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Removing user ability to access data source without using the app

Problem:

One of the biggest issues in PowerApps right now is that we cannot protect our data. If we connect any data source to PowerApps (Excel, SharePoint List, SQL Server Connection) it has to be shared with all users for them to be able to use the app.

This creates a problem where user has access directly to data source and can bypass the app to do direct modifications to the data source as well as see information not meant to be seen by them. If your app was built to limit users access to some data, for example:

  1. Showing users only their vacation requests and hiding other user vacations
  2. Showing user only their travel request and hiding other user travels

That means that all users can see all data as well as they can modify it without any trace.

 

In case of Excel file on OneDrive we need to give users access to this file, that means that user can just go on OneDrive and find the excel file and edit it.

In case of SharePoint List, that means that user needs to have Edit rights to that list and can just find it on the SharePoint Site and go in and edit.

In case of SQL Server Connection, that means that user can open PowerApps, click create new app, open Data Sources and the shared SQL connection will be there and he can connect to it. This will allow the user to see all tables in that SQL connection with edit rights.

 

Idea:

I believe the best way to fix it, and this will allow PowerApps to become truly powerful tool to replace most of organization applications is to give the App itself write rights to the Excel sheets, SharePoint lists or SQL Connection and not the user. This way the user will have no access to the files, SharePoint List or SQL Connection and the only way to interact with data will be through the App.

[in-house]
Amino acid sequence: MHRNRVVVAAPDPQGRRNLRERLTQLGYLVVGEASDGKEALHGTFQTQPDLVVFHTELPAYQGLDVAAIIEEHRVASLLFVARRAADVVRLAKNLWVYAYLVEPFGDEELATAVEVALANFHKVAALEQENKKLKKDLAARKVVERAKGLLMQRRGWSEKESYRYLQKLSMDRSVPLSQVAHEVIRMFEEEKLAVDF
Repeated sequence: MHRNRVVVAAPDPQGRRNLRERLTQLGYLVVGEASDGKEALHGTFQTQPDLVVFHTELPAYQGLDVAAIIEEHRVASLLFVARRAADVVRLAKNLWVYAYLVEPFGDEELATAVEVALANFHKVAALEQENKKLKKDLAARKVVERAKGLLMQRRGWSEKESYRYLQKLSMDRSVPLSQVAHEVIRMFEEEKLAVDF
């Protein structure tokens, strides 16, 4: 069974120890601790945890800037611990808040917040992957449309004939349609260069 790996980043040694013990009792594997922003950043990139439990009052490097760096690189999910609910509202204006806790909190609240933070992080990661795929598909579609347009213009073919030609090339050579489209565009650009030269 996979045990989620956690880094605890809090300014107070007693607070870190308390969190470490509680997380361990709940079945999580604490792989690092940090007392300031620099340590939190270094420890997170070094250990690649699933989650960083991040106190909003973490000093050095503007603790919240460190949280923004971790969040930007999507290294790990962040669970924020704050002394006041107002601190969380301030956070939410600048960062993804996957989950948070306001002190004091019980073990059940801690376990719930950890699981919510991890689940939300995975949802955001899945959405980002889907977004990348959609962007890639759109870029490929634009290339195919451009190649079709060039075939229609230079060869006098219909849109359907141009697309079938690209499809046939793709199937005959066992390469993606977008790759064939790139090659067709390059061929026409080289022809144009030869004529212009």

Status: Under Review
Comments
Helper I

@TedBabcock 

I've been quietly working on improving this flow-calling-a-flow method of ensuring user access only within the Power App. I've gotten it to a point where—and it isn't fully tested yet, but it seems to work in most cases—I have completely removed the data source (a SharePoint list) from the PowerApp. The users have no access at all—not even read access—to the data source, and the Power App doesn't connect directly to the data source.

I've set up a canvas app such that when the app is loaded, it calls a flow asking for information from a user list in SharePoint. That flow calls another flow which actually retrieves the requested information from the user list, then returns that information to the calling flow, which then returns an answer to the app. If the app user matches a user from this list, then the app gives the user access to parts of itself that are specified in the user list (which the user never sees and doesn't have access to).

Once in a part of the app specified by the user list, the app then calls a flow asking for information from the appropriate data source. Again, that flow calls another flow which actually retrieves the data, and returns it to the calling flow, which passes it to the app. The user can then use functions in the app to do CRUD operations.

"But couldn't they just build an app of their own to interface with those flows?" I thought of that same problem. First, the flow called by the app will do its thing only when called by a specific set of Power Apps. That's the first safeguard. Then, when the flow calls the secondary flow that interacts with the data source, that secondary flow will only do its thing if the app user is both on that user list and has the appropriate permissions to do what it's being asked to do. Since the user has access to neither the data source nor the user permissions list, and since they cannot edit the app or the flows, there's no way they can build their own circumventing solution.

Like I said, this hasn't been fully tested yet, but it seems to be doing the trick nicely. It took a lot of logic and code (and whisky) to figure it out and build it, but it seems to be a rather smooth experience for the users.

Regular Visitor

@AIUYM19  : " a lot of logic and code (and whisky) to figure it out"

 

Yeah, that's what I'm afraid of. 🙂 I will contact you when/if I find I need to work it out this way. Thanks!

Kudo Kingpin

You got it right.. you need to have a flow call a flow.  The flow that is called from another flow hits data in the context of the author of the called flow.  This is how you implement impersonation.  Of course the author of the called flow would have access to that data while the original user who invoked the flow calling that flow would not.  This way, user only can access the data via the app.

 

The only negative is I have to use an HTTP request to have a flow call another flow and that means a premium license...

 

Maybe there is a way for a flow to call another flow without a requiring a premium license now...  have not looked at this in a while so if anyone knows how to call a Flow from another Flow without a premium license please chime in...